One of the future developments we’re most excited about in Manchester is this prominent project. It’s shooting up at the moment and, when complete, will be a gamechanger for the city and Deansgate in particular. We were tasked with ensuring the building could be as sustainable as possible (BREEAM Excellent), and there are many other features that are going to make a really desirable workspace. Personally, I’m most excited about checking out the stunning tenth-floor terrace that will have some epic views over the city.

40 Spring Gardens: 2007.

This was a real landmark development in the old business district. It was all about transforming a rather unattractive building into a contemporary offering designed to the highest standards. An interesting aspect for us, in terms of design, was the focus on achieving exceptional levels of natural light. In response to this, one of the design decisions was to create a unique tapered central atrium; it very cleverly lets in as much daylight as possible, which makes a massive difference to the space.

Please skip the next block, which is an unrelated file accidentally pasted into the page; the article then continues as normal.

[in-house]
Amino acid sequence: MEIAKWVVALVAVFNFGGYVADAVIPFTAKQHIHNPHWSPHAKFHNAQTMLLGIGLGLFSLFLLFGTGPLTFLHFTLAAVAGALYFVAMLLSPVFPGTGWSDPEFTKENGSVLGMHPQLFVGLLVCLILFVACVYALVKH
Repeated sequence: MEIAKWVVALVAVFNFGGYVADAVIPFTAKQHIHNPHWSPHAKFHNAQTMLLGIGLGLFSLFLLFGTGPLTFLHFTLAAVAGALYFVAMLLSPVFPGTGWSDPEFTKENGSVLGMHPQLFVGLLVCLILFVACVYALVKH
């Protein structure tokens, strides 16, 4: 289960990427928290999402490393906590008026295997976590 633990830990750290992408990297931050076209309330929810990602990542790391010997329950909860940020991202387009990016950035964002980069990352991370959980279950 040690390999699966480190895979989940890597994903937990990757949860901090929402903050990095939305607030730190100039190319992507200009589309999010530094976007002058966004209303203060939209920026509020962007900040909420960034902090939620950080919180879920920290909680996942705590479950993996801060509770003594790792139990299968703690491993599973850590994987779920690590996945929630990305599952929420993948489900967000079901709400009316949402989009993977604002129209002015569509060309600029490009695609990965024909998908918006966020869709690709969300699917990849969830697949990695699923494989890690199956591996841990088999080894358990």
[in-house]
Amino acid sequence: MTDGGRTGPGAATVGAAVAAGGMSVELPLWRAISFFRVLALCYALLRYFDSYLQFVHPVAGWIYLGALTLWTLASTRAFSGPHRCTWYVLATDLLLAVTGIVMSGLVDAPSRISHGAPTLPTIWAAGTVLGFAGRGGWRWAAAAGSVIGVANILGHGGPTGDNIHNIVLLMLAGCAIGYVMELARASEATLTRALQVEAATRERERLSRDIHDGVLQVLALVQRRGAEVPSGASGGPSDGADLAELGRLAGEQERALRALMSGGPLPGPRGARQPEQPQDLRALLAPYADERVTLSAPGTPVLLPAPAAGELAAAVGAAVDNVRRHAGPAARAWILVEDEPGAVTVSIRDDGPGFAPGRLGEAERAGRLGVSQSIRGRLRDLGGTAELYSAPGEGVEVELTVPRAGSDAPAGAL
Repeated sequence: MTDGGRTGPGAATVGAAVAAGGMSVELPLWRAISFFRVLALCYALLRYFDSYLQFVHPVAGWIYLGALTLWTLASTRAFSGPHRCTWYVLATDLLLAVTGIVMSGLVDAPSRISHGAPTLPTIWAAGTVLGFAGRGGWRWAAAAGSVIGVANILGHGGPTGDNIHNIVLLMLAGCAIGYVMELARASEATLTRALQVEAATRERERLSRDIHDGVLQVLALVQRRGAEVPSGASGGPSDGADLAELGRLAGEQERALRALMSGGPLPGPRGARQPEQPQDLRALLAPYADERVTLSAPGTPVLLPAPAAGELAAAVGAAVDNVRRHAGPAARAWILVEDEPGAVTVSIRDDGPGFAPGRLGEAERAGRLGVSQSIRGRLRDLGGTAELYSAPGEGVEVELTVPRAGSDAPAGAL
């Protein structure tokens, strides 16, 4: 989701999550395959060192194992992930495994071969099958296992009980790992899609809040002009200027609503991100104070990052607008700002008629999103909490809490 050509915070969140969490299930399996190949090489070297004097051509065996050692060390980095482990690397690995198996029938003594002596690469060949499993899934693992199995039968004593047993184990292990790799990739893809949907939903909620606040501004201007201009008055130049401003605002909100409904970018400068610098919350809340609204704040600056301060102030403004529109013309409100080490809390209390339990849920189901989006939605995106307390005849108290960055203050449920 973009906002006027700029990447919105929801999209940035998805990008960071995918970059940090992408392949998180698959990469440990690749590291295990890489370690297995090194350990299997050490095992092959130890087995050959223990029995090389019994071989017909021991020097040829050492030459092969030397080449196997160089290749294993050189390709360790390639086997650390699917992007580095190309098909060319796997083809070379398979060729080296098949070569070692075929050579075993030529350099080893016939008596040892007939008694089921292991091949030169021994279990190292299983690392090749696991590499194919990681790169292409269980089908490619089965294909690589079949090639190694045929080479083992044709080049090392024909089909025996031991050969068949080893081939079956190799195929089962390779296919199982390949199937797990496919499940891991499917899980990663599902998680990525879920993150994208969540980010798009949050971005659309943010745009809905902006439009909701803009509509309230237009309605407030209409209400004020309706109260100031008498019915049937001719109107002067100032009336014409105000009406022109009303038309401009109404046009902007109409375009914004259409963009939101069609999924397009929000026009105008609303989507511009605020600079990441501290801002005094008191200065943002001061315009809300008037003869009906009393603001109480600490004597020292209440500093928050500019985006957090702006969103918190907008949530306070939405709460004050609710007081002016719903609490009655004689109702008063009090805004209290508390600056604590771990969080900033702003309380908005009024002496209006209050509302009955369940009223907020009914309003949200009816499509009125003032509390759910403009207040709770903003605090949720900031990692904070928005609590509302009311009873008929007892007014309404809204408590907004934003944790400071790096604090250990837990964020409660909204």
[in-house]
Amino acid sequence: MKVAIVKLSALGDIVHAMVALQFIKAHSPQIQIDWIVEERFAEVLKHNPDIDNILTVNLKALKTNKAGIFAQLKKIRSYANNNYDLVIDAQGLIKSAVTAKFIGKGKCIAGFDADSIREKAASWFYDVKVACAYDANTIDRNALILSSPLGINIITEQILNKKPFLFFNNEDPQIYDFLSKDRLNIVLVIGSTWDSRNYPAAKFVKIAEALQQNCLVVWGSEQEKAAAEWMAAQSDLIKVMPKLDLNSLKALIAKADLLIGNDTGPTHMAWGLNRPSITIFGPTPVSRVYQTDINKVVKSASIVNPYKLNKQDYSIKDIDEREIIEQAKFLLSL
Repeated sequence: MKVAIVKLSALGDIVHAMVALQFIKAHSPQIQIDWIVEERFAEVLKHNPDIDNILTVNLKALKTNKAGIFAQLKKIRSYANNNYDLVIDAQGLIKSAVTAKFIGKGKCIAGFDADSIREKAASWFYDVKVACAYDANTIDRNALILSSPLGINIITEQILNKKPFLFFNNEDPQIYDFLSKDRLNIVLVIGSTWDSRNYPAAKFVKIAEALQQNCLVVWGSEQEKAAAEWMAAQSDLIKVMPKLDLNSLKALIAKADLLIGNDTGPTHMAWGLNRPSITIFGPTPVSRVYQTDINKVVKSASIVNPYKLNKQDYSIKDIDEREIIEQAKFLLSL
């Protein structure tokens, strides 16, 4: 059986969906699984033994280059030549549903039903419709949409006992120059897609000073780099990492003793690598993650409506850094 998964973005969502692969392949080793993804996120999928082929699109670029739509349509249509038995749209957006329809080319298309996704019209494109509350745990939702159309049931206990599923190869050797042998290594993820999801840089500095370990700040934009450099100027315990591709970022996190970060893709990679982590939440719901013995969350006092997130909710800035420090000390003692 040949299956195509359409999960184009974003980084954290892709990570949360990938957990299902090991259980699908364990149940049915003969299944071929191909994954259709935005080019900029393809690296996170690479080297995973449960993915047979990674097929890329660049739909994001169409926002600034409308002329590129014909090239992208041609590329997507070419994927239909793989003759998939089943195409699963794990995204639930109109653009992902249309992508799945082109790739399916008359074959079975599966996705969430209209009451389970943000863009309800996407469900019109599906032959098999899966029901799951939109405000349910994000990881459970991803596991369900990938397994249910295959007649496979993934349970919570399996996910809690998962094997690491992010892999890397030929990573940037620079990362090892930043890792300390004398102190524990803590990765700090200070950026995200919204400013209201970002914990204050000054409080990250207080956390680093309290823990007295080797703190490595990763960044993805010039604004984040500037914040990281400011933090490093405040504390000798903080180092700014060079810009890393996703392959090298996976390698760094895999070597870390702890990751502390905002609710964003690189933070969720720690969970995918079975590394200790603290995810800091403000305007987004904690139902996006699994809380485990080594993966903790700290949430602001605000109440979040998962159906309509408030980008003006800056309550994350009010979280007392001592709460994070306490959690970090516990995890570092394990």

One St. Peter's Square: 2015.

This project was a step change for the city as it was the largest speculative office development outside of London at the time. The site is right in the heart of the Civic Quarter and we worked hard to ensure the design was sympathetic to neighbouring buildings, such as the Town Hall, Midland Hotel, and the Central Library. We were involved in the scheme from the first pen sketches by Glenn Howells right through to design development and construction monitoring – so it was a particularly proud moment when the building won the 2015 BCO National Award for Best Commercial Workplace.


Piccadilly Place: 2009.

We worked on four of the buildings at this fantastic site close to Piccadilly Station. At the time it was a really significant area of regeneration for the city, injecting some much-needed vibrancy into an unloved area with three office buildings and one residential space. What’s interesting is that it was almost too ahead of its time – but it’s gaining massive momentum as employers now understand the benefits of this kind of mini-community hub.